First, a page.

Two major differences we have seen so far this season.
First, hitters are much more patient at the plate. Maddon says that the players have "bought in" on the concept that they should "accept" walks as being a positive at-bat. He allows them to work the count to have a home run cut, but then try to coax a hit or a walk to finish the at-bat. The Cubs were taking almost double the amount of walks than the league average/opponents.
The idea of having a baserunner is key to putting pressure on the opposing pitcher and his defense. It seems to work because Pirate third baseman Josh Harrison has had a bad two series against the Cubs.
Second, the Cubs are stealing bases. In the last three years, the Cubs' stolen-base totals were 94 (2012), 63 (2013) and 65 (2014), and the 2012 total was that "high" (they ranked 11th in the National League) only because of Tony Campana stealing 30 bases.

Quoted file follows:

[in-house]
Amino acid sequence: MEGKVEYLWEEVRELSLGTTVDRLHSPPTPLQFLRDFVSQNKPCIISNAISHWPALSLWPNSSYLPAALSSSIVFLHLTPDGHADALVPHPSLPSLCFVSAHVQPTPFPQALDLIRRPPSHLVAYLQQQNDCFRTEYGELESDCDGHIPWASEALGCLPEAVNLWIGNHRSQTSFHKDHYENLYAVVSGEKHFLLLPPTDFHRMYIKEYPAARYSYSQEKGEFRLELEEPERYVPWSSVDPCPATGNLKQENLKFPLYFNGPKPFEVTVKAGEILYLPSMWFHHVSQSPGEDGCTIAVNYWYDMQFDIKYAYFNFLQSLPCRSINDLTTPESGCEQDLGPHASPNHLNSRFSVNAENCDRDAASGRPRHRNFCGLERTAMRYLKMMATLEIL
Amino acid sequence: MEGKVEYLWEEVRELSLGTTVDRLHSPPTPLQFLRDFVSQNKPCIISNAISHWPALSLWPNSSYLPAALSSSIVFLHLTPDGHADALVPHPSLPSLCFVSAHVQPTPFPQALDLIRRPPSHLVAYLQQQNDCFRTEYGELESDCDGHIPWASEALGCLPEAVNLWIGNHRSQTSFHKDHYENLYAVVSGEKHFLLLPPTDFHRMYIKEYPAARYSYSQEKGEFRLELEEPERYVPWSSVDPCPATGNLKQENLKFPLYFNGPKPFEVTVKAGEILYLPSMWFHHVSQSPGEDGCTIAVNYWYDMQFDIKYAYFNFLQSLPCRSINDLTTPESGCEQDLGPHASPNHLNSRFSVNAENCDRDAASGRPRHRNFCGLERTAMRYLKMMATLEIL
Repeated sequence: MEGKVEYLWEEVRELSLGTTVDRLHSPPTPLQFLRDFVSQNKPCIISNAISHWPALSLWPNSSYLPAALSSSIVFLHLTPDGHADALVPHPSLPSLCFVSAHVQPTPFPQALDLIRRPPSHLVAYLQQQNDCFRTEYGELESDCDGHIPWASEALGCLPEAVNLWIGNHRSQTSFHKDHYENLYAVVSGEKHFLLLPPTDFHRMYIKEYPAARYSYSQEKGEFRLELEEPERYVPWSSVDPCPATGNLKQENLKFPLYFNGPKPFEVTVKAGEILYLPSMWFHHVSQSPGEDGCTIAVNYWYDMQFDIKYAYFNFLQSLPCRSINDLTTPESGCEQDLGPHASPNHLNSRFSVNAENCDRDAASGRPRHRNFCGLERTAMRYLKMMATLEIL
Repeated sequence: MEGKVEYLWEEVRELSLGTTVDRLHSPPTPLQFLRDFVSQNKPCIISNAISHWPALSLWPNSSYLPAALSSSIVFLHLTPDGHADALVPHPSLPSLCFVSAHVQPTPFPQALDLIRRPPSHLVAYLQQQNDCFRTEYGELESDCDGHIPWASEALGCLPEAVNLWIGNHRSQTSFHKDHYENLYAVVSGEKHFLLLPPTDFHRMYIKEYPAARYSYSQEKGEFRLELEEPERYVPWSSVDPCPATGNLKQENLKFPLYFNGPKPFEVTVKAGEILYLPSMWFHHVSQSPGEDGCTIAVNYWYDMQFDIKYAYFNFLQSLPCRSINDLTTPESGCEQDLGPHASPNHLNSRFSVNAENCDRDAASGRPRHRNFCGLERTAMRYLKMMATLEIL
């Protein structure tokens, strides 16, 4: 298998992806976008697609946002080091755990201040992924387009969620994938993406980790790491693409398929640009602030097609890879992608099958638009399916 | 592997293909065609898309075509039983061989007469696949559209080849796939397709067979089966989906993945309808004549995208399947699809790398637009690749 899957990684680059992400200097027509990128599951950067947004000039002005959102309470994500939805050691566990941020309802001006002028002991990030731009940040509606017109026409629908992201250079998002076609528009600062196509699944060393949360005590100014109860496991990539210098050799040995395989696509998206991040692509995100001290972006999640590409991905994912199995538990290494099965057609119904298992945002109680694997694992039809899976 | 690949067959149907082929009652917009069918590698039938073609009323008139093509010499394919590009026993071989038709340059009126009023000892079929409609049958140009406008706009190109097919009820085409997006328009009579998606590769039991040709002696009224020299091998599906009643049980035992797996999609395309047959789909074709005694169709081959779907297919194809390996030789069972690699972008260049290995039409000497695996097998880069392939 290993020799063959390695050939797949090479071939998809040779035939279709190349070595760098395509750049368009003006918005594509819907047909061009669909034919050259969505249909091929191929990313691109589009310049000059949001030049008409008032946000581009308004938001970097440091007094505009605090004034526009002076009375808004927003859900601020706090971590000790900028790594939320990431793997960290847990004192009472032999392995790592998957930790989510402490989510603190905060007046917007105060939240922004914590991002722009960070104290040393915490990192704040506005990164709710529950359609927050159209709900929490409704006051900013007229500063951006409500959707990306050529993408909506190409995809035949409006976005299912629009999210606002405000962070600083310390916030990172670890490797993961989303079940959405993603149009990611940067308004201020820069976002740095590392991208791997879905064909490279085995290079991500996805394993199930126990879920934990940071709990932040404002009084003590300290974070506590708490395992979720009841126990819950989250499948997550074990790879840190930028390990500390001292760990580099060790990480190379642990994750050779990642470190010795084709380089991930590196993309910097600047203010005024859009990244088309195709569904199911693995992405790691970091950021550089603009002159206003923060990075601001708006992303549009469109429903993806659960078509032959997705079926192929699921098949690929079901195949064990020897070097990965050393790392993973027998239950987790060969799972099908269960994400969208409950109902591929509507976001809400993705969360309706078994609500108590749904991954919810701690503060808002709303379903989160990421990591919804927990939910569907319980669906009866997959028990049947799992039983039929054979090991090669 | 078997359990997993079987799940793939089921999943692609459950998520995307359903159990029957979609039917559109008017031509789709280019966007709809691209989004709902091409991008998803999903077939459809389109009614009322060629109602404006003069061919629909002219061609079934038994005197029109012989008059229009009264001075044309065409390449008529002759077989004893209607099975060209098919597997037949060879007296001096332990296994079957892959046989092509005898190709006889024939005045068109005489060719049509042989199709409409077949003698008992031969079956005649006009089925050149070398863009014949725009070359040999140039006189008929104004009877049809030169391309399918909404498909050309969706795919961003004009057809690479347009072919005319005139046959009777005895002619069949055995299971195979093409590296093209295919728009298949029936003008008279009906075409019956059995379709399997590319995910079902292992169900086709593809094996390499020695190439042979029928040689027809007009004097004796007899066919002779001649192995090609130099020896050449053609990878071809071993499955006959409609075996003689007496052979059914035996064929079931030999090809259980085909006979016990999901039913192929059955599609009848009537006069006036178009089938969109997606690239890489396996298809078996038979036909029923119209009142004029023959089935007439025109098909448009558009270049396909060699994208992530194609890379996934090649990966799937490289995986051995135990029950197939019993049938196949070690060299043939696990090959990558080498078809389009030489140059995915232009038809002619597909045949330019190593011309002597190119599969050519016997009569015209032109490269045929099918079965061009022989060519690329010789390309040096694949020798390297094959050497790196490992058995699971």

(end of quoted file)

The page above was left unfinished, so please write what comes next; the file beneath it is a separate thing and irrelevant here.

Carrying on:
The Cubs stole five bases Tuesday night, four of those in one inning.
Anthony Rizzo has already matched his career high with his sixth steal. He hasn't been caught yet. In fact, the Cubs are picking their spots extremely well for stealing bases, with a team total of 25 with just six caught stealing (80.6 percent success rate). The 25 steals leads the National League.
This leads to the production increases - - - teammates are picking up for each other. It is like an assembly line moving players around the bases. The focus of attention is not home run swings but driving in runs. Kris Bryant has yet to hit a home run, but he quickly amassed 10 RBIs.
So far, this Cubs team has been fun to watch.